Bill wants to write the story as he saw it, with a critical eye for detail. Jameson demands a menace angle- he argues they don’t know enough about Namor to know whether or not he’s safe, and there’s no percentage in giving him the benefit of the doubt. But a warning- that will sell papers. So they write the story fabulizing Namor’s travails. It isn’t long before the cops are treating him as the menace the papers declare him to be, and the chief of police desperately pleads with the Human Torch to help them bring Namor to heel. 

They have a clash over the skies. We see it mostly through Stanley’s eyes, as he watches from Timely’s offices. Everyone else is huddled around a radio, because something else is happening, something that is going to change the face of the world forever: the United States has been attacked, and is entering the second world war.

2. The second episode would follow our main cast into the Army, as they were all drafted. Jack and Joe train alongside Captain America, and the war department lets them provide coverage of the new hero as part of a morale boost to the troops. Soon, Captain America, Bucky, Namor and the Human Torch have formed the Invaders, and help turn the tide for the Allies, fighting alongside our leads. Captain America, and the fact that the Invaders are with the Allies, means an end to the antagonism and antipathy they showed previously to these emerging Marvels. The episode ends on a down note, as the sacrifice of Captain America, after the loss of Bucky, leads to an abrupt end for the age of heroes. After the war, Namor retreats into the ocean, and the Torch and the rest of the heroes fade away; losing Cap felt like an end to the Marvels.  

3. The third episode is a strange beast, indeed. In the MCU timeline, nothing really happens here, except maybe some of the Peggy Carter stuff- and while I loved the show, it’s not the big, bombastic heroism this show’s designed for. Thankfully, one of our heroes has a time travel rock for a spell, so he’ll end up in this time period. He’s discovered by Stan Lee and Steve Ditko. They want to do an expose, about him, about the future he hails from. He implores them not to print anything, because his knowledge of the future could destroy their entire reality. What’s worse, when he landed there, he accidentally disrupted Senator McCarthy, whose Code Authority regulations, while heinous, need to pass, or the shock to the timeline could also destroy reality. He’s also accidentally called Shuma-Gorath’s attention to the planet by bringing a largely unprotected Infinity Stone to that time period (he is, sadly, no Ancient One at this point, having only just gotten the stone). Also throwing a spanner in the works is one of the earlier Black Widows- not Natasha- but one of her forebears. In the end, Ditko and Lee promise not to cover him until his proper introduction, but demand an exclusive when that day comes.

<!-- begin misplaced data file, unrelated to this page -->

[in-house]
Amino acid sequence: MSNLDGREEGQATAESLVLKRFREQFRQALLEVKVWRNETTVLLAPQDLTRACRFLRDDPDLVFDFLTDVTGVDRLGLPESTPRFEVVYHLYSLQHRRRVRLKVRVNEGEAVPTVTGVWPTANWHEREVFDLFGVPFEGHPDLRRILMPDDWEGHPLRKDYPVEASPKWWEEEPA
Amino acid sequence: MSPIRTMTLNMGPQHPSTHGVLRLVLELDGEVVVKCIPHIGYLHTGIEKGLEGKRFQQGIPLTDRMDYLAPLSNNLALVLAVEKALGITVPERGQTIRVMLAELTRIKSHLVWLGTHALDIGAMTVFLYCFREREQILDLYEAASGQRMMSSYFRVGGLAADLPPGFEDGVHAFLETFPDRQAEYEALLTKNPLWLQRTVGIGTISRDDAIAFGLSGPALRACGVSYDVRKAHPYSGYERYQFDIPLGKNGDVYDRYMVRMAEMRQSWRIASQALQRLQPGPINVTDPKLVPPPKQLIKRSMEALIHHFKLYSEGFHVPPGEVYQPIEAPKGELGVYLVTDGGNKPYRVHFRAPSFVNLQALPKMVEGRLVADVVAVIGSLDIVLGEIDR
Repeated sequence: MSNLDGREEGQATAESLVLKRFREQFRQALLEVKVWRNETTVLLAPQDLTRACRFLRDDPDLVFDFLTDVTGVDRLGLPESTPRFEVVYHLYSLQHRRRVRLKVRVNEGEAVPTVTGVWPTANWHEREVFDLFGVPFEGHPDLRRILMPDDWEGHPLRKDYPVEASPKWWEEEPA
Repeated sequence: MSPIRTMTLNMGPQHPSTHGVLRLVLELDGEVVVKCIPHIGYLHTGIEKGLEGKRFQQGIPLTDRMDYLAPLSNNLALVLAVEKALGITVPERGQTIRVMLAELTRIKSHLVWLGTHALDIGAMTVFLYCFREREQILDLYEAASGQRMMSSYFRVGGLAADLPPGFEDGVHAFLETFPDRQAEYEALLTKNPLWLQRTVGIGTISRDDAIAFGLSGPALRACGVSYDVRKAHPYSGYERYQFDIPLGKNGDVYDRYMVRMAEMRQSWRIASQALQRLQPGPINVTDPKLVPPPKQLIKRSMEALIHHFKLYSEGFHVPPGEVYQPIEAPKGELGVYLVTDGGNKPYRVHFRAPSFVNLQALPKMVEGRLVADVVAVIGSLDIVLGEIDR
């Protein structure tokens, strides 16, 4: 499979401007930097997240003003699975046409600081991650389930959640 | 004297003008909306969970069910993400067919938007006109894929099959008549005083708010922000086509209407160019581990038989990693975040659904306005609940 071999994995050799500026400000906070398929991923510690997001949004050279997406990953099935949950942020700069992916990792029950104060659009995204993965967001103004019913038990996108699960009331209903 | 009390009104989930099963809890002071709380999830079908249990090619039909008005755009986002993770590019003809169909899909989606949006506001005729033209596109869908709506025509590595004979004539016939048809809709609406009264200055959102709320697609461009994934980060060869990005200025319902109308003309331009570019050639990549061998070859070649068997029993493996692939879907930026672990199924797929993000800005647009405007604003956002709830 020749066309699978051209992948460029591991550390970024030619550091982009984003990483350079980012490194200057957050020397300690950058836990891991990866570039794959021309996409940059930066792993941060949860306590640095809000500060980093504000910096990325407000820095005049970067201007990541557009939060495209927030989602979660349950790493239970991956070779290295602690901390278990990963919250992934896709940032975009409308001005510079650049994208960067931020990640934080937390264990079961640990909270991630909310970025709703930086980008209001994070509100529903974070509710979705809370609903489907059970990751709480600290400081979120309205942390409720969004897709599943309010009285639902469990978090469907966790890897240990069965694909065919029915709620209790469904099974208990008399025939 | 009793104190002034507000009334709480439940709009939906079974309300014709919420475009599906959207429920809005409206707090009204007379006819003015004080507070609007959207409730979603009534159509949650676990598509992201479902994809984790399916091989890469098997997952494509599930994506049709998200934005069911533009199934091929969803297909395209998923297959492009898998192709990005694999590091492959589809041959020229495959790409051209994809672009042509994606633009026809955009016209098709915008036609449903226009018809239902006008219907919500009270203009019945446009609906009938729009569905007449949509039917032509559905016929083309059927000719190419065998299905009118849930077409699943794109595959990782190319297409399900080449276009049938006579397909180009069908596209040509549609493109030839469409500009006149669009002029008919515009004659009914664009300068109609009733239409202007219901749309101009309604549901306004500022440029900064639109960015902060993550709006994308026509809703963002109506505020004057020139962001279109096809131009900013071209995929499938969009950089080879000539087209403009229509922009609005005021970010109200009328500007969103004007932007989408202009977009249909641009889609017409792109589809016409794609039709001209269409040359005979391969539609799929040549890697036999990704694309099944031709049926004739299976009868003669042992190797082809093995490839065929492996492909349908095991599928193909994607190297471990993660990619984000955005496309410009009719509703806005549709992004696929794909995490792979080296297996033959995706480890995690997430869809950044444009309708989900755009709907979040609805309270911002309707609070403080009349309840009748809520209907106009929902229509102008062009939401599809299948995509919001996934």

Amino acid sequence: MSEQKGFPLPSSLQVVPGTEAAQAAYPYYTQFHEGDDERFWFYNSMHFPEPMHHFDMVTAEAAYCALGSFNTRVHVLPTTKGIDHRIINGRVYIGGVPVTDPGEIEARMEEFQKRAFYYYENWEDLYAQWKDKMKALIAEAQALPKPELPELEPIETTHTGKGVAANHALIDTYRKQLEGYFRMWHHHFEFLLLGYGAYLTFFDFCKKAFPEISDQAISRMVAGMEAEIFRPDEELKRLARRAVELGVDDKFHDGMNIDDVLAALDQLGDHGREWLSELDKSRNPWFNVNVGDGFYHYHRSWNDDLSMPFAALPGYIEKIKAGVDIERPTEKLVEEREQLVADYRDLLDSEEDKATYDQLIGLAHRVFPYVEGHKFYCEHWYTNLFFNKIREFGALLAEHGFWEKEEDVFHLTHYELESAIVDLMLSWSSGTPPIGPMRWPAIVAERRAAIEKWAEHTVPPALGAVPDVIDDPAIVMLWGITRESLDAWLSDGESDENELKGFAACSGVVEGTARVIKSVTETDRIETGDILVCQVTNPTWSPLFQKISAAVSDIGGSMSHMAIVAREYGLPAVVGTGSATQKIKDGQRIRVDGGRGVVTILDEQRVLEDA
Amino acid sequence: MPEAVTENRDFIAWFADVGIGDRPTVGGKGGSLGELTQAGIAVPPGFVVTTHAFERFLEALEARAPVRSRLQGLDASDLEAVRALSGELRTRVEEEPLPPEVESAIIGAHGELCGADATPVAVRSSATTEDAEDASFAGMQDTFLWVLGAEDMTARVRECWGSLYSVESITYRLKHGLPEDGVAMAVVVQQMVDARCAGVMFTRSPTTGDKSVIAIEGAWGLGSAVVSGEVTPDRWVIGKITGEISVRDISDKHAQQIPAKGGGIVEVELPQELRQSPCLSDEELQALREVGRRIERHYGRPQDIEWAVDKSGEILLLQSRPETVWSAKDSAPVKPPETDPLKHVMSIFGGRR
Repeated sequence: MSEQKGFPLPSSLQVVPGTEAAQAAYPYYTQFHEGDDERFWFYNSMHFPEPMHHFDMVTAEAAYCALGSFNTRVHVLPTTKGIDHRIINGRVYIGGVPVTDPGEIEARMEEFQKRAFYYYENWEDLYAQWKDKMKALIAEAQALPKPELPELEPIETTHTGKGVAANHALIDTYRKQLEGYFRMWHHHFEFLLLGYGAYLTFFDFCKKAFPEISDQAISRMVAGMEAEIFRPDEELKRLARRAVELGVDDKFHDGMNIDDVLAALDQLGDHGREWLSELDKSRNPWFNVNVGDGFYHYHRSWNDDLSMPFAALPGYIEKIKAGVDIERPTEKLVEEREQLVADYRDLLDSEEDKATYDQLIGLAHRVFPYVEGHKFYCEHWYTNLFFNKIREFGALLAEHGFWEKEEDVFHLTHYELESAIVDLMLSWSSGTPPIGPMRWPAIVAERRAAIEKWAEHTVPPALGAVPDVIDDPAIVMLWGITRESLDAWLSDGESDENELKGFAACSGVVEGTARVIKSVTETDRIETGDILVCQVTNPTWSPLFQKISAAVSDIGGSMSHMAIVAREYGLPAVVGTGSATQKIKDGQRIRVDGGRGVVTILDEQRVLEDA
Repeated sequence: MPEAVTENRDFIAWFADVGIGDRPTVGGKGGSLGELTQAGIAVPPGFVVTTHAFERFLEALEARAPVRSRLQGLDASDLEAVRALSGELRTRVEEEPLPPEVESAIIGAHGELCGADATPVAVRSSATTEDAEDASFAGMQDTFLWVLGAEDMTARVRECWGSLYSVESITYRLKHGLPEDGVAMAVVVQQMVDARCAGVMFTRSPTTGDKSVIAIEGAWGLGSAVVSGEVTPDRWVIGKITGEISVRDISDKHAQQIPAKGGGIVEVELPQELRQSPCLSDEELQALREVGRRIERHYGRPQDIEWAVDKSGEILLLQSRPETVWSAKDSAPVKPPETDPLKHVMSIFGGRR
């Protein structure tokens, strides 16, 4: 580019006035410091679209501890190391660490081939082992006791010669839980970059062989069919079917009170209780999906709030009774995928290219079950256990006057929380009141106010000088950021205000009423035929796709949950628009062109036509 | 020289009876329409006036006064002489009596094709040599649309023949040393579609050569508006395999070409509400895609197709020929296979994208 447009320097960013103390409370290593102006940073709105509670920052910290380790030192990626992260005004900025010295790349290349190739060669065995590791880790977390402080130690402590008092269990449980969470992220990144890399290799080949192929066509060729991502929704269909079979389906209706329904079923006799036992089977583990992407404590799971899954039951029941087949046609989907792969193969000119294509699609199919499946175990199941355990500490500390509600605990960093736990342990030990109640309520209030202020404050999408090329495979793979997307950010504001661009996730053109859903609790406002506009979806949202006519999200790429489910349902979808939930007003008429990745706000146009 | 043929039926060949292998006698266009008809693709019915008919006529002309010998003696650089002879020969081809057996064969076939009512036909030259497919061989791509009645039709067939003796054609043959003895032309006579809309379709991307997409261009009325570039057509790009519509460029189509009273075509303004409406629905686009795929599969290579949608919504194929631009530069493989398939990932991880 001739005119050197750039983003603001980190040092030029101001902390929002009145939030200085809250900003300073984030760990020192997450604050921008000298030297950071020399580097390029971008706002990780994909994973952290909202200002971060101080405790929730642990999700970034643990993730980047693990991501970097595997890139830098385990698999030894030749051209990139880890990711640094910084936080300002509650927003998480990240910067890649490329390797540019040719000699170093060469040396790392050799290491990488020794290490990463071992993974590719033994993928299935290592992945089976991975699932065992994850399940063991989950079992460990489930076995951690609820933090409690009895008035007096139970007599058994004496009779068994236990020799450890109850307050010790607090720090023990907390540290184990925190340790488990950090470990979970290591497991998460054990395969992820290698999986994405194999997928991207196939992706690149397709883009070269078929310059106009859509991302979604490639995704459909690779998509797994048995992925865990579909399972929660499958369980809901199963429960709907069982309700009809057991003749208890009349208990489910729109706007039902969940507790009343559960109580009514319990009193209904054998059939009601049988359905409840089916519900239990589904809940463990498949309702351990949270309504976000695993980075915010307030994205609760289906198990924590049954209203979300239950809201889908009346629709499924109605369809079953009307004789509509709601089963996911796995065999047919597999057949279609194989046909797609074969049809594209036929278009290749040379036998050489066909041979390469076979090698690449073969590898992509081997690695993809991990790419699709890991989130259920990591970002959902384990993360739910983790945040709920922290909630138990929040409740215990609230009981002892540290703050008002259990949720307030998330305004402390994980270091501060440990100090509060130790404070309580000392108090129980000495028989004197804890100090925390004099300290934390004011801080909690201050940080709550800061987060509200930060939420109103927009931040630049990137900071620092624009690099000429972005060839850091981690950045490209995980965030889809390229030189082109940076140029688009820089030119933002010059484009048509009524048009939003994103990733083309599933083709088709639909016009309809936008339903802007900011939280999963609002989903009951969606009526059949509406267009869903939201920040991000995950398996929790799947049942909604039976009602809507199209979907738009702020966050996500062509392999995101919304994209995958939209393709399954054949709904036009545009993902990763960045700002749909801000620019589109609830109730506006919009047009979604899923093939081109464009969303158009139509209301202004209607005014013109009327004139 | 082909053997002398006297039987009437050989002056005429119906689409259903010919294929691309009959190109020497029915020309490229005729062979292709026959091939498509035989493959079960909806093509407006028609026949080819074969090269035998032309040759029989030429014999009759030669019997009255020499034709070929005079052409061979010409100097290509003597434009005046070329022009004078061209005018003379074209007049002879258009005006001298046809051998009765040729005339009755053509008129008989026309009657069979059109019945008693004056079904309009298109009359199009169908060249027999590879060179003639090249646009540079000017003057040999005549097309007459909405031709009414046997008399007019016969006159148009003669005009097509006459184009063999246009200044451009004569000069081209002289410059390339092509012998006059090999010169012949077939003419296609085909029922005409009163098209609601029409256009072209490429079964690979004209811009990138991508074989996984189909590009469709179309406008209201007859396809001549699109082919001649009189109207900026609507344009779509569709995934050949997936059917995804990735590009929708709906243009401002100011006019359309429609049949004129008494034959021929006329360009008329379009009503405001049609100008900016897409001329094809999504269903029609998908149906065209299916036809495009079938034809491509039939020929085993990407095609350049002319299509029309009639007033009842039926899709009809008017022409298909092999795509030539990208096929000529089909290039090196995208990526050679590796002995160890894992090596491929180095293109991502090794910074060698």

4. By this point Lee and Kirby have pretty much solidified as our leads, Lee now working as Editor in Chief, and Kirby as the paper’s premiere photojournalist (always a little hacked off at the way Lee changes his headlines, bylines and well, everything), with Lee continuing to write, as well. The Fantastic Four parallel the rise of JFK’s Camelot; the families are even friendly with one another, and Reed’s insights are the only reason Kennedy is confident the Americans can win the space race. The Four are also a new breed of Marvels, these ones everymen, a girl next door, her dorky, obnoxious brother, a cranky uncle; even Reed is a hometown boy done good, especially in New York. They’re as American as apple pie, and equally beloved. Their existence brings a new kind of prestige, and even glamour, to heroism, and as part of that the pair are profiling them, to bring the public even deeper into their world, because Reed knows it’s the tip of the iceberg, more miracles and marvels are coming in their wake. The story, however, ends in the tragedy of their ‘sacrifice’ in saving the world, shocking everyone. It’s a somber note everything ends on, as the Four disappear (this follows the continuity of my pitch from last year, where the FF get shot into the future during the 60s).